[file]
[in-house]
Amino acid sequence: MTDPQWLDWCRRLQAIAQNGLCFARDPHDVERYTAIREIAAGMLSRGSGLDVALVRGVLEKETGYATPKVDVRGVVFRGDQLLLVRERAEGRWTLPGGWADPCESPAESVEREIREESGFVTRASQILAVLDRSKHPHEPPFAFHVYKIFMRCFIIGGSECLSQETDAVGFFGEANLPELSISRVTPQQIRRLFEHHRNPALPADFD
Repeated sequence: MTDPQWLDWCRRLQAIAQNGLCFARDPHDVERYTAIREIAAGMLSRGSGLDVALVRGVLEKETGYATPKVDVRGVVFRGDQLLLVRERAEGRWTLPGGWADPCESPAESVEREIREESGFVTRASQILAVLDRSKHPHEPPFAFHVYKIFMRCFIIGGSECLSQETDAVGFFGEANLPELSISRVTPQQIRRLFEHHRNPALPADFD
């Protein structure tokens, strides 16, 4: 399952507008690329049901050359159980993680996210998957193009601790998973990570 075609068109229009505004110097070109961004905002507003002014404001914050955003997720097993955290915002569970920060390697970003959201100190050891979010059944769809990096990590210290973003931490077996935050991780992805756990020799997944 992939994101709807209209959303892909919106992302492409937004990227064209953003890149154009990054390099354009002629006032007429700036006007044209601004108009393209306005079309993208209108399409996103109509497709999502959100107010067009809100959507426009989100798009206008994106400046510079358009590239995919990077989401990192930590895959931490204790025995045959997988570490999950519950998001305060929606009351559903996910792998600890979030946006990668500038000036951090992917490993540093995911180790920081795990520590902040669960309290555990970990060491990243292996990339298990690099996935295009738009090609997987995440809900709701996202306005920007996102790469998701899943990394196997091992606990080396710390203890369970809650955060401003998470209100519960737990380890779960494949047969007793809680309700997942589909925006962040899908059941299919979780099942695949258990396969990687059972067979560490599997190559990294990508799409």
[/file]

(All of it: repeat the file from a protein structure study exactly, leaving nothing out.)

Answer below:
[in-house]
Amino acid sequence: MTDPQWLDWCRRLQAIAQNGLCFARDPHDVERYTAIREIAAGMLSRGSGLDVALVRGVLEKETGYATPKVDVRGVVFRGDQLLLVRERAEGRWTLPGGWADPCESPAESVEREIREESGFVTRASQILAVLDRSKHPHEPPFAFHVYKIFMRCFIIGGSECLSQETDAVGFFGEANLPELSISRVTPQQIRRLFEHHRNPALPADFD
Repeated sequence: MTDPQWLDWCRRLQAIAQNGLCFARDPHDVERYTAIREIAAGMLSRGSGLDVALVRGVLEKETGYATPKVDVRGVVFRGDQLLLVRERAEGRWTLPGGWADPCESPAESVEREIREESGFVTRASQILAVLDRSKHPHEPPFAFHVYKIFMRCFIIGGSECLSQETDAVGFFGEANLPELSISRVTPQQIRRLFEHHRNPALPADFD
């Protein structure tokens, strides 16, 4: 399952507008690329049901050359159980993680996210998957193009601790998973990570 075609068109229009505004110097070109961004905002507003002014404001914050955003997720097993955290915002569970920060390697970003959201100190050891979010059944769809990096990590210290973003931490077996935050991780992805756990020799997944 992939994101709807209209959303892909919106992302492409937004990227064209953003890149154009990054390099354009002629006032007429700036006007044209601004108009393209306005079309993208209108399409996103109509497709999502959100107010067009809100959507426009989100798009206008994106400046510079358009590239995919990077989401990192930590895959931490204790025995045959997988570490999950519950998001305060929606009351559903996910792998600890979030946006990668500038000036951090992917490993540093995911180790920081795990520590902040669960309290555990970990060491990243292996990339298990690099996935295009738009090609997987995440809900709701996202306005920007996102790469998701899943990394196997091992606990080396710390203890369970809650955060401003998470209100519960737990380890779960494949047969007793809680309700997942589909925006962040899908059941299919979780099942695949258990396969990687059972067979560490599997190559990294990508799409």